The iPhone apps you use while on vacation will be different from those you use while at work or during typical home life. At least I hope so. Keeping our focus on convenience and ease, I’ll suggest that you make adjustments to the the apps on your home screen, the alerts your iPhone delivers and more before departing for a trip. Here are the changes I make to my iPhone while preparing to spend time away.
Your iPhone 5 can display 24 application icons per screen. Folders hold 16 apps each. That means you can have well over 200 applications on your home screen. I don’t recommend doing that, but it suggests that having a lot of apps installed doesn’t necessarily mean a lot of swiping between screens. It also means that things can get crowded quickly, making it hard to find what you’re after.
With this in mind, I consider which apps I’ll use during my trip, and move them to the home screen. The rest are pushed to subsequent screens, reducing visual clutter and saving me from playing “hide and go seek” with my iPhone. I typically have these apps on my home screen during a trip:
- Motion-X GPS Drive
- Any destination-specific apps
I’ll discuss my favorite travel apps later this month, but this is my core group. Each has a specific job.
Most of these apps have obvious functions: phone calls, a web browser, Maps, text messages, music and the camera for shooting photos and video. The others have specific duties.
Evernote is my database for everything. It lets me create and browse a fast, lightweight and searchable repository of all the specifics I’ll need. Hotel information, airport details, parking locations, confirmation numbers and so much more are all a tap away. In fact, my “everything database” has all but eliminated paper from my travel materials.
- Motion-X GPS Drive is my preferred turn-by-turn navigation app for the iPhone. It’s reliable, inexpensive and easy to use. Advanced features like saved searches and synthetic voices that are genuinely easy to understand make it a winner.
- Path is a social networking application with an interesting premise. Unlike Facebook and Twitter, which invite users to broadcast their comings and goings to whoever will listen, Path asks you to invite a handful of family and friends to share your favorite moments. I often use it with my family, most of whom also do a fair amount of traveling.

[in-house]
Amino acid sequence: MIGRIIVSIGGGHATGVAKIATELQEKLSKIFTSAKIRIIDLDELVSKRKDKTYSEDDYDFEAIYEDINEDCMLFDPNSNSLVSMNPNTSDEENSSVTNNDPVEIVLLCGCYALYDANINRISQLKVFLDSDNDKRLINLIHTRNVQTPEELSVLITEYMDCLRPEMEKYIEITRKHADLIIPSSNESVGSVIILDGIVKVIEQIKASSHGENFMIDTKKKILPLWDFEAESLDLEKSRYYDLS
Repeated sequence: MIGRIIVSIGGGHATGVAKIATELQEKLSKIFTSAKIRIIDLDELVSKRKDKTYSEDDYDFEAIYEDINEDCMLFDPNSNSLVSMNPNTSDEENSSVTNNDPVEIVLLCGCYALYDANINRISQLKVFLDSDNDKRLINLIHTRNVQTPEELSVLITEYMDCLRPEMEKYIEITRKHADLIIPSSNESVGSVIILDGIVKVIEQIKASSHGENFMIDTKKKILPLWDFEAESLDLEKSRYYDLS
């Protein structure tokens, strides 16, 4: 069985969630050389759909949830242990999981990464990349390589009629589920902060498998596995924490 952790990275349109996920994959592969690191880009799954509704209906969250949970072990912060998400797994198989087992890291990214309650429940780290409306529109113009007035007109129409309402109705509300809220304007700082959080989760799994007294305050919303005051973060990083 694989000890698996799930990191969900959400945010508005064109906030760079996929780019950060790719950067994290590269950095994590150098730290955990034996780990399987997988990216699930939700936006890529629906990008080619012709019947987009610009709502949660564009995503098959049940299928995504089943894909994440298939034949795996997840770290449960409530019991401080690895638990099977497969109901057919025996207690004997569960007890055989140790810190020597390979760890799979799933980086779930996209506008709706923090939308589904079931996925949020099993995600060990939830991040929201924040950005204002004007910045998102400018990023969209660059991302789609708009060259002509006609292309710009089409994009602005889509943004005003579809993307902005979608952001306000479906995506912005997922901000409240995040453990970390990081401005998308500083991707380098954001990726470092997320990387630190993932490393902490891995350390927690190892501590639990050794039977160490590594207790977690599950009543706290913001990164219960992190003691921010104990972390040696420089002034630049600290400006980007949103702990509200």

- Rego lets me maintain a record of all the interesting places I’ve visited, which I enjoy reviewing. I can also note places I’d like to visit and create an on-the-go itinerary that sorts itself by proximity.
Finally, I’ll add any destination-specific apps I find. For instance, there are several great apps available for navigating Walt Disney World Resort. In 2011, Macy’s released an official Thanksgiving Day Parade app. Search the App Store for apps related to your destination. I bet you’re successful most of the time.
ID Your Equipment for Instant Recognition
Not every trip is a vacation. I often travel for work and when I do, my iPhone is in tow, as is a pile of other tech goodies, like wall chargers, cables, keyboards and so on. What’s more, I meet colleagues who also travel with gadgets, often identical to my own. To avoid confusion, I mark my own stuff for easy recognition.
The easiest and least permanent way is with a small sticker. I prefer the colorful circles people often use in retail to identify sale items, etc. You’ll find them at most big-box office supply stores. I’ll put a red circle, for instance, on all of my chargers, cables, iPhone and iPad case, keyboards and so on. That way if there’s a question about who owns what, I can ask, “Is there a red sticker?”
It’s impermanent, too, and I like that. Someday I might want to sell or give away some of my gear. No one will want it if it’s got “Dave Caolo” written on it in black permanent marker. The stickers are easy to remove and don’t leave any residue.
While stickers work, they’re not always the most elegant solution. For something a little better-looking, consider Buoy Tags. These customizable plastic tags clip onto your iPhone’s USB cable. You can add your own initials, name, phone number, etc. They’re very handy. Buoy Tags are also available for MacBook Air and MacBook Pro power cables.
I check email during trips. However, I do reduce the temptation to spend too much time with it. First, I disable the alert sound. Thanks to Apple’s push email notification system, your iPhone chimes whenever a new message arrives. Fortunately, it’s easy to turn that feature off. Here’s how.
- Open the Settings app and then tap Sounds.
- Tap New Mail and select None.
New messages coming in will now arrive silently.
Or, you can disable push notification all together:
- Open the Settings app and tap Mail, Contacts, Calendars.
- Tap Fetch New Data
- Move the Push slider to off
Once you’ve done that, Mail will retrieve new messages on the schedule you create. The options are every 15 minutes, every 30 minutes, hourly or manually. Unless you’re traveling for work or some other reason that requires you to send and receive email, it sure is nice to select manually and disconnect email receipt until you’re ready to view it. You’ll be glad you did.
This article is part of a series on traveling with your iPhone. You’ll find the other articles here.